Nano Dimension Expands Network with Additional Global 500 Company Collaboration to Test Adoption of 3D Printed Electronics Technology
Nano Dimension will gain valuable exposure to the global semiconductor sector and will introduce its revolutionary 3D printing technology to early adopters.
Specially designed for use in process monitoring, machine vision, benchtop, laboratory, and OEM applications.
More fascinating bionics projects from Festo.
Thermwood has announced a program to develop a 3D Additive Manufacturing System, capable of making large carbon graphite reinforced composite thermoplastic components. These new systems will be based on Thermwood's Model 77, semi-enclosed, high wall gantry machine structures and American Kuhne, the preferred provider of engineered solutions for plastic, rubber & silicone extrusion, who developed a custom system, which integrates tightly, both mechanically and electronically.
Nachi announces the Global Launch of the World's Fastest and Lightest Compact Robot (MZ04), the Safe Robot Version (MZ04E) and the Extended Reach Model (MZ03L).
Using "Pattern Matching" Integrated Into Robot To Identify Parts Instead Of Features, Nachi's NV-PRO EX 3d Surface Pattern Matching Vision System Combines The Most Effective Attributes Of Several Traditional Sensing Solutions To Create An Innovative Technology With Advanced Application Capabilities.
World's first Additive / Subtractive manufacturing service launched
3D printing solutions startup partners with GreatAmerica Financial and Ascentium Capital to offer easy financing alternative for purchasing 3D printers
World Patent Marketing Is Manufacturing Startups and Entrepreneurs Through Its WPM Prototyping Division
WPM Prototyping specializes in high end quality engineering and prototypes for entrepreneurs and inventors all over the globe.
Mike Murphy for Quartz: 3D printing has been hailed as the future of manufacturing for years now. Consumers and investors were sold on the idea of being able to print anything at any time from a little box in their houses. But that Jetsons-like vision hasn’t come to pass. The 3D printers available to consumers are great for making small prototypes or tchotchkes. But they’re still slow, inaccurate and generally only print one material at a time. And that’s not going to change any time soon. That reality is setting in for 3D printer makers. Stratasys, which owns MakerBot and is one of the world’s largest manufacturers of commercial and industrial 3D printers, announced its fifth straight quarter of losses today. 3D Systems, which was founded by the man who invented 3D printing—Chuck Hull—isn’t faring much better. Wall Street’s interest in 3D printing seems to have peaked in the first week of 2014: The stock prices for both Stratasys and 3D Systems were at their highest on January 3 last year. Stratasys had completed the purchase of MakerBot—which has been called the “Apple” of 3D printing—about three months earlier, and it looked as if things were on the up. But a little over a year later, MakerBot laid off a fifth of its staff, closed its stores, and started focusing on selling to schools. As it stands, it seems that the market is retracting to industrial printers, for companies that benefit from rapidly prototyping objects. 3D printing makes a lot of sense when companies can quickly model and print their ideas—anything from new bike helmets to car doors or sprockets. These are where (relatively) cheap, disposable plastic models thrive, as companies can churn out all the models they need, and then turn to more traditional automated processes, like CNC milling or vacuum forming, to build their final product at scale, using materials that will actually last. Cont'd...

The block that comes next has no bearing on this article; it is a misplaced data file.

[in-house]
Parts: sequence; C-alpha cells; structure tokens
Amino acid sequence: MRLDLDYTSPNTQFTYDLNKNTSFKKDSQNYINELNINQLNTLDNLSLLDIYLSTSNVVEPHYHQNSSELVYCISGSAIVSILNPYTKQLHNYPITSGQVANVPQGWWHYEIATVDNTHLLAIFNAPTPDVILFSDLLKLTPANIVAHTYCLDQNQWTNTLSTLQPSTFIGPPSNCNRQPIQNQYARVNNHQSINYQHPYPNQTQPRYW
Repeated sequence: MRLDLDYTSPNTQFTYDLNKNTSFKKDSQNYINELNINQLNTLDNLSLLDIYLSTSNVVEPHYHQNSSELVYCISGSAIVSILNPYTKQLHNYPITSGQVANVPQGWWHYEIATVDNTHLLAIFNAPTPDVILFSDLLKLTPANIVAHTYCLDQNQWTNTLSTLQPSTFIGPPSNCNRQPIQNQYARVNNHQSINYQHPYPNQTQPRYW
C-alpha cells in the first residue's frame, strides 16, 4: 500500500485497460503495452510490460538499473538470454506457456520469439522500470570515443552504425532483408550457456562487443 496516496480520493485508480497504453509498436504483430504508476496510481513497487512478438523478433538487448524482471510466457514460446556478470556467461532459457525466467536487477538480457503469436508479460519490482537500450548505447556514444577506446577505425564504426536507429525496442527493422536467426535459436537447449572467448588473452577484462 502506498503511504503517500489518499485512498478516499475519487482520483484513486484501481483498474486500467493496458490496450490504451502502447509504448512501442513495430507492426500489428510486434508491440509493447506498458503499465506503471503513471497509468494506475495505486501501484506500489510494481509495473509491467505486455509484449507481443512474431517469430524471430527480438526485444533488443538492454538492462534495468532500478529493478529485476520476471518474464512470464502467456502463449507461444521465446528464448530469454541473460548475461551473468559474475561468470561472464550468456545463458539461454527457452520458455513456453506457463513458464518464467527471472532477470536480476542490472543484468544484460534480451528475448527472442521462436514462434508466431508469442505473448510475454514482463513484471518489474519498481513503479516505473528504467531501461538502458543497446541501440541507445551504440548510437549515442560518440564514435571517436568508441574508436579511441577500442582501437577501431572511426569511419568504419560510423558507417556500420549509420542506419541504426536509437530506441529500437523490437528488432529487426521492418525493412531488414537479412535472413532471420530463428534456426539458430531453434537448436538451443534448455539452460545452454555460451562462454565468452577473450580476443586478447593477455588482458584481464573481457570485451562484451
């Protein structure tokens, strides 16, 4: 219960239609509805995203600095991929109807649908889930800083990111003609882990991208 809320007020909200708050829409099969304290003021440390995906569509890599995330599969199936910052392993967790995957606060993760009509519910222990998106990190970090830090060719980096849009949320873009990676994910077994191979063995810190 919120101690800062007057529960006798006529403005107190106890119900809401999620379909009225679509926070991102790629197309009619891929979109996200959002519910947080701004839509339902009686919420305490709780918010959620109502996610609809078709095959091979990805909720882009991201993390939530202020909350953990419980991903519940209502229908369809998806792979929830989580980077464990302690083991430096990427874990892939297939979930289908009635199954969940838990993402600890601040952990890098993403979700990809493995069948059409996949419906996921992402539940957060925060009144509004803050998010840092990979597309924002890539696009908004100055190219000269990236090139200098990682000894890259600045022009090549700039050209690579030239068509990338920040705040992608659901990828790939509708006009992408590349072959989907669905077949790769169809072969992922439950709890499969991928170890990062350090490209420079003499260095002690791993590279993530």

SLIPS Welcomes Allowance of Foundational Patents Providing Broad Coverage for New Class of Super-Repellent Surfaces
Patent allowances strengthen position of super-slippery surfaces that even defy Geckos
Unique Highly Versatile Materials Enable More Complex 3D Printing and Expand Artistic Creativity
Low-volume magnesium molding bridges manufacturing gap between prototyping and production.
Hypertherm expands robotic capabilities with purchase of Jabez Technologies, creators of Robotmaster Software
Jabez Technologies, creators of software to simplify complex robotic programming, is joining Hypertherm, a U.S. based manufacturer of plasma, waterjet, and laser cutting systems, to make it easier for companies to utilize robots for manufacturing applications.
ST Robotics has announced today the release of its new passive tool changer system, the TC12, an innovative changer that requires no compressed air or electrics to operate, for the ST Robotics R12 five and six-axis articulated robot arms.
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Personal & Service Robots - Featured Product
The 6-axis version of the R17HS high speed variant of the R17 robot is now available. As is our policy the 6th axis is an optional bolt-on module. At the same time we have made it even faster and new software eliminates shake and greatly improves repeatability as this video shows. Please see https://www.youtube.com/watch?v=3wG0MeiJ-yE. The video would seem to imply a repeatability of 0.01mm but we are sticking with 0.2mm in the spec. The motor specialist was able to tune the motors from the other side of the pond. My first reaction when we put power on and entered the first commands was to jump back in amazement (and maybe an expletive). Tip speed is now 3m/s; that's 3 times as fast as its nearest competitor yet costs half the price. I love it when a plan comes together.